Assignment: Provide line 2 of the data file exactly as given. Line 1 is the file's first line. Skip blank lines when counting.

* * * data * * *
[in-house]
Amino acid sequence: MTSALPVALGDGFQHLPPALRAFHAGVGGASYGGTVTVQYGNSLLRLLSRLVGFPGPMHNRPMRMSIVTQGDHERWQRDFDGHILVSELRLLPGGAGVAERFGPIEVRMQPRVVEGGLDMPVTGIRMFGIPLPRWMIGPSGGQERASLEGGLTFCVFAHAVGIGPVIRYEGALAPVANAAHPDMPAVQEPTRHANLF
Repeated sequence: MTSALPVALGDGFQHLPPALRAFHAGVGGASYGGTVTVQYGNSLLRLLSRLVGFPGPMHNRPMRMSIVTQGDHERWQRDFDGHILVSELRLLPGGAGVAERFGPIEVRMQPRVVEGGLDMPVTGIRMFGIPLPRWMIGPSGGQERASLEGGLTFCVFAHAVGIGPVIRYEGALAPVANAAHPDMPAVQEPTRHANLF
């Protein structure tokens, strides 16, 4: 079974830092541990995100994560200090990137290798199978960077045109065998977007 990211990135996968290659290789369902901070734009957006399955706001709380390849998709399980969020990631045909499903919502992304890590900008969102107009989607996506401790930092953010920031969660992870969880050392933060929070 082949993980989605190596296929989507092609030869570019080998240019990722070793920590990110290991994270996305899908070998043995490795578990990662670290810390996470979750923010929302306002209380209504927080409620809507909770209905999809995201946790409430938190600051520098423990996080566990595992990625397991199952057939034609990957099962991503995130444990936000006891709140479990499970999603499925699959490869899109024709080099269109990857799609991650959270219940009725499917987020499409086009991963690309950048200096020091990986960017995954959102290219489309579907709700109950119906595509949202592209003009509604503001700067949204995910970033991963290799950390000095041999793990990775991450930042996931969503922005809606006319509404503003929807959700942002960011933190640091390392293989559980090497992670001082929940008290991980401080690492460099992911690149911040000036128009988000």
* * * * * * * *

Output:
Amino acid sequence: MTSALPVALGDGFQHLPPALRAFHAGVGGASYGGTVTVQYGNSLLRLLSRLVGFPGPMHNRPMRMSIVTQGDHERWQRDFDGHILVSELRLLPGGAGVAERFGPIEVRMQPRVVEGGLDMPVTGIRMFGIPLPRWMIGPSGGQERASLEGGLTFCVFAHAVGIGPVIRYEGALAPVANAAHPDMPAVQEPTRHANLF